NASA delays launch of VIPER lunar ice-hunting rover to 2024

NASA’s new VIPER lunar rover must wait at least another year to search for ice on the moon’s surface.

The VIPER lunar rover will now launch no earlier than 2024 following a NASA request for more ground testing of the Griffin lunar lander. Griffin and VIPER are manufactured by the Astrobotic company.

The ice-hunting VIPER rover, the name is short for Volatiles Investigating Polar Exploration Rover, was scheduled to land in November 2023 in the lunar south polar region to assess how much water might be available for human missions. NASA, however, has requested more time to assess Griffin’s readiness for its first mission, pushing the landing to November 2024.

“The additional testing is intended to reduce the overall risk of delivering VIPER to the Moon,” NASA said of the decision in a statement. (opens in a new tab) Monday (July 18), but provided no further details. Astrobotic did not comment on social media or in a press release.

The Commercial Lunar Payload Services (CLPS) contract for Astrobotic will be awarded an additional $67.8 million to perform the additional work, bringing the total cost to $320.4 million, NASA said.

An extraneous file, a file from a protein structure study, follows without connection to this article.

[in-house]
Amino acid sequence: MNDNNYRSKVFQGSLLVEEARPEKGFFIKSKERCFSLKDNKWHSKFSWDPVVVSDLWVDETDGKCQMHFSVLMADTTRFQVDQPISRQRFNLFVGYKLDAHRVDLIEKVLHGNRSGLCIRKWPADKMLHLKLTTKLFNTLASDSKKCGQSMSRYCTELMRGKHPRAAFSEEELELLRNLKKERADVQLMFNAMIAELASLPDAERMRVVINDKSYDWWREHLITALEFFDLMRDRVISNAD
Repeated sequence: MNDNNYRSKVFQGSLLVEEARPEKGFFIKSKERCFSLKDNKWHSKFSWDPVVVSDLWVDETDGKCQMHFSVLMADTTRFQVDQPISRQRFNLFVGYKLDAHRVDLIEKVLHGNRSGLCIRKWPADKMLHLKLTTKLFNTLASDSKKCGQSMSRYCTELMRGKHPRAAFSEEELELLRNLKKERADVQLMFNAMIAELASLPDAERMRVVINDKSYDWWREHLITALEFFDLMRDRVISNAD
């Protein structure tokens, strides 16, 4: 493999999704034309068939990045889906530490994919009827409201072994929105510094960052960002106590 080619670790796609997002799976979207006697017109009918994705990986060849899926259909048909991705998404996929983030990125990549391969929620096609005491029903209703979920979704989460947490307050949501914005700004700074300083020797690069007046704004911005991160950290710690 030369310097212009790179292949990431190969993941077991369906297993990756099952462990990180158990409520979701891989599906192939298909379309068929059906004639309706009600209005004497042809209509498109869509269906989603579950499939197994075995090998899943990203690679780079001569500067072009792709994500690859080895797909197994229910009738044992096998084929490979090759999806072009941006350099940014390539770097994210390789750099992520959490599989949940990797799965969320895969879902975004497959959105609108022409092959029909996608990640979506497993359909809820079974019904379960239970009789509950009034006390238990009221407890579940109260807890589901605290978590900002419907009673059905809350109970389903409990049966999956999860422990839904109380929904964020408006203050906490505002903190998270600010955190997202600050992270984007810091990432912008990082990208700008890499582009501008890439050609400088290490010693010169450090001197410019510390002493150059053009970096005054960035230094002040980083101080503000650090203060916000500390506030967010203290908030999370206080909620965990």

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VIPER and other CLPS missions like this are meant to test technology and search for resources on the moon before humans get there. NASA is now targeting 2025 for the first landing of its Artemis lunar program, pending the success of previous missions. Artemis 1 is expected to perform an unmanned round-the-moon test later this year, at the earliest.

VIPER’s mission was originally contracted in 2020 with a maximum value of $199.5 million, which was meant to be a fixed-cost fee covering all aspects of the launch and landing, NASA told Reuters. ‘era. Astrobotic then selected SpaceX to launch the rover through a competitive bidding process, choosing the most famous Falcon Heavy rocket for sending the “Starman” dummy into space in 2018. NASA and Astrobotic initially had planned to launch VIPER to the moon in December 2022, but delayed until 2023 to allow time for rover upgrades to extend its life and science capabilities.

Astrobotic has another CLPS mission to deliver a smaller lander, called Peregrine, to the moon no earlier than 2022. The Pennsylvania-based company announcement (opens in a new tab) Friday (July 15) tweeted that Peregrine’s collection of 24 small science payloads are successfully integrated into the lander’s flight decks.

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